“As USCIRF noted in its 2020 annual report, these restrictions are part of the government's campaign to forcibly assimilate Uighur Muslims into Han Chinese culture,” Turkel said, adding that USCIRF monitors such violations of religious freedom and informs the U.S. president, Congress and the rest of the U.S. government through its reporting.
Destruction of religious sites
The Australian Strategic Policy Institute (ASPI) last week released a report about the destruction of mosques and Islamic sites in Xinjiang Uighur Autonomous Region (XUAR).
The report, which used satellite imagery, estimated that approximately 16,000 mosques in Xinjiang (65% of the total) have been destroyed or damaged as a result of Chinese government policies.
“An estimated 8,500 have been demolished outright, and for the most part, the land on which those razed mosques once sat remains vacant. A further 30% of important Islamic sacred sites (shrines, cemeteries and pilgrimage routes, including many protected under Chinese law) have been demolished across Xinjiang, mostly since 2017, and an additional 28% have been damaged or altered in some way,” the report said.
Chinese Foreign Ministry spokesperson Wang Wenbin called the ASPI’s report “nothing but slanderous rumors” against China, adding that “such a shoddy report has no credibility at all.”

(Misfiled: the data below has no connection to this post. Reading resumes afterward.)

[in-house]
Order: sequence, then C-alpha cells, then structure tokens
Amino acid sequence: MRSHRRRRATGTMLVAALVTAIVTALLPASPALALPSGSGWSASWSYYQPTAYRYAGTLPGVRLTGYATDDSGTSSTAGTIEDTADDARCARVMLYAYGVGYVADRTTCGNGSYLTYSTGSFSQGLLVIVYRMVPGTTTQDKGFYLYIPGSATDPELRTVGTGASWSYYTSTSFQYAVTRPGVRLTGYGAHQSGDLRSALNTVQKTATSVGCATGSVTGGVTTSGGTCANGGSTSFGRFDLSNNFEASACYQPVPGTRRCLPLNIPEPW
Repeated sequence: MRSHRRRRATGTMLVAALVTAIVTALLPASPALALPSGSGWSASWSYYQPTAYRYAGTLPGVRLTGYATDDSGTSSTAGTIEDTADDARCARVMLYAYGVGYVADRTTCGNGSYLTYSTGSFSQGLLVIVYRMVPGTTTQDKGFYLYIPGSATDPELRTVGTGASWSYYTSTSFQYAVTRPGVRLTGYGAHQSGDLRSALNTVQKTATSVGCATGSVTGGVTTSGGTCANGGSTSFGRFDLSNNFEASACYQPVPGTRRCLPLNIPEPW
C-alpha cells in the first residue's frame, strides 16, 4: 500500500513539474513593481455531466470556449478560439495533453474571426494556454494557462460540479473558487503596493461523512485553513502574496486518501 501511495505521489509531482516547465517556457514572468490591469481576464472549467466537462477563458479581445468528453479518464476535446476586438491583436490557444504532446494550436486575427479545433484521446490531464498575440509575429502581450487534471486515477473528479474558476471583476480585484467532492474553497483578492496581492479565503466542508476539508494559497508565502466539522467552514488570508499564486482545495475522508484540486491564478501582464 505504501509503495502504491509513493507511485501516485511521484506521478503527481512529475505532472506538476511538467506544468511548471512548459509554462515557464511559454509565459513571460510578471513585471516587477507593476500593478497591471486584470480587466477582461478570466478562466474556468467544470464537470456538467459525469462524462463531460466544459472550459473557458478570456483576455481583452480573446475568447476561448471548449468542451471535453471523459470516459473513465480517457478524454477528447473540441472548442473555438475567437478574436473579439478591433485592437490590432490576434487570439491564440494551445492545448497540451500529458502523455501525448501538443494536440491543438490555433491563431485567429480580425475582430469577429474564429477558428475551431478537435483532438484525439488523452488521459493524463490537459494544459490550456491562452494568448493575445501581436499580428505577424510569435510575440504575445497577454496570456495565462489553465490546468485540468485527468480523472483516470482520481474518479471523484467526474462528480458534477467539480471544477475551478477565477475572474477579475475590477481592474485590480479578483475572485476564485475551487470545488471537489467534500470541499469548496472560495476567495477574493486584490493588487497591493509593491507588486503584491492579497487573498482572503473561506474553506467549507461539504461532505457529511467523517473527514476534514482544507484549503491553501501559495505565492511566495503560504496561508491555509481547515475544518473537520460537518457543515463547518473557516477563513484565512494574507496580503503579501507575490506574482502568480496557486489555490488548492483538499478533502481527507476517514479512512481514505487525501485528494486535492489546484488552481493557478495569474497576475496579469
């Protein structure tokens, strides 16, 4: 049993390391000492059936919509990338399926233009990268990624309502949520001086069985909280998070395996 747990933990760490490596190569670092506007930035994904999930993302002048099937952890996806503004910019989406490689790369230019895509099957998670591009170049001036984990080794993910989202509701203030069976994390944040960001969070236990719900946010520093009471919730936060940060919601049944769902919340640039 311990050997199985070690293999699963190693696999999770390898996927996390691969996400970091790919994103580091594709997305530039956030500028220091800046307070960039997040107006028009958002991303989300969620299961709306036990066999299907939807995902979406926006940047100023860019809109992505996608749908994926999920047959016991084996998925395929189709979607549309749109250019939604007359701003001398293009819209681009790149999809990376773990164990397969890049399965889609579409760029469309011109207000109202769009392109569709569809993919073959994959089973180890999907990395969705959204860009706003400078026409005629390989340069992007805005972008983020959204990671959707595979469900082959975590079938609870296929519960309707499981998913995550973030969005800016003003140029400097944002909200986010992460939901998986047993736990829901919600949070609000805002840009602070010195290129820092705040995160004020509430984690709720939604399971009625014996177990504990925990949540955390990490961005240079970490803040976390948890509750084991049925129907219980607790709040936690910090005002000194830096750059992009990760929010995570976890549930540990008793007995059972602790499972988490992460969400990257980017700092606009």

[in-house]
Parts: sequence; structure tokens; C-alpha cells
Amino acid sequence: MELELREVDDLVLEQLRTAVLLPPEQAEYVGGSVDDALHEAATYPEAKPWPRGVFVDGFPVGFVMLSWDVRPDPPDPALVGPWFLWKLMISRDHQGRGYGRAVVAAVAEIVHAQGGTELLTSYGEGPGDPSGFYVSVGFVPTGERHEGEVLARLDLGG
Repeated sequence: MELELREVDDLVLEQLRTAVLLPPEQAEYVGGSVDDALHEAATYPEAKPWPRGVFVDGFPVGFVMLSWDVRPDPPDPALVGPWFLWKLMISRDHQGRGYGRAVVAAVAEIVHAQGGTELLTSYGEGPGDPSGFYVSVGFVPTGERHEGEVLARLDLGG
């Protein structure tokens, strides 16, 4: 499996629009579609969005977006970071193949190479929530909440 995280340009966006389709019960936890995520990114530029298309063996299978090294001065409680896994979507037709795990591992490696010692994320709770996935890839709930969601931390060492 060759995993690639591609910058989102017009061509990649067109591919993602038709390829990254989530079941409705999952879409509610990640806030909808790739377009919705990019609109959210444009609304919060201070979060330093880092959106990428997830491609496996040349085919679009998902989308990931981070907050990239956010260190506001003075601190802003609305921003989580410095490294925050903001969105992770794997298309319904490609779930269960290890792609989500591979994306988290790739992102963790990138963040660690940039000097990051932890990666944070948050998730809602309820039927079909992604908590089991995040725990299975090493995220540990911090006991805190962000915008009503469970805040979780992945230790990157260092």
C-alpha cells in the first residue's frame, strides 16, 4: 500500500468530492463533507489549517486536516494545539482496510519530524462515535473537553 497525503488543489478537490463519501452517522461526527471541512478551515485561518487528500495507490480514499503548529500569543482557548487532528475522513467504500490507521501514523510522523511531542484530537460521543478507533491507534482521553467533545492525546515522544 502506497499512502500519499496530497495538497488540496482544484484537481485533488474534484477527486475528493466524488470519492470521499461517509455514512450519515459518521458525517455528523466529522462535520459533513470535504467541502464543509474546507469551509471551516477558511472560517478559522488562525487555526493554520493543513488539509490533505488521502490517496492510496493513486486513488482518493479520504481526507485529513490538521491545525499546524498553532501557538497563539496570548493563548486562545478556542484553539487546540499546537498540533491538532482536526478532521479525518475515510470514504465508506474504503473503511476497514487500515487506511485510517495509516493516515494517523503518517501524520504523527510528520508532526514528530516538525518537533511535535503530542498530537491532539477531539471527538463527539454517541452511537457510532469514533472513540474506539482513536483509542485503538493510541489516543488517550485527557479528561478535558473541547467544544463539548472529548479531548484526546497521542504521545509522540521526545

Rian Thum, a historian of Islam in China at the University of Nottingham, told VOA that the CCP sees threats to its control through racist and Islamophobic lenses.
“Expressions of distinctive culture are treated as a threat, even more so when that culture is connected to Islam,” Thum said.
Defending policies in Xinjiang
When faced with international backlash over the persecution of Uighurs and other Muslim minorities in Xinjiang in recent years, including the detention of nearly 1.8 million in internment camps, Chinese authorities reject the accusations, saying it is running a "transformation-through-education centers" campaign in Xinjiang where it faces “threat” from extremism and terrorism.
Last week, Chinese President Xi Jinping said his government’s policy in Xinjiang has achieved great results, while hailing the CCP’s “unprecedented achievements” since 2014.
“Practice has proved that the party’s strategy of governing Xinjiang in the new era is completely correct and must be adhered to for a long time,” Xi said during a high-level CCP meeting on Xinjiang policy in Beijing, according to Xinhua, a Chinese state-run news agency.
Joanne Smith Finley, an expert on Uighur studies at Newcastle University, said the Chinese state has associated all forms of Uighurs’ Islamic practice, however peaceful and ordinary, with religious extremism.
“The Chinese state under Xi Jinping has become increasingly Han-majoritarian and Han assimilationist since 2012. It has reconstructed the Uighur body, mind, language, religion and culture as an existential and biological threat to the Chinese nation,” she told VOA.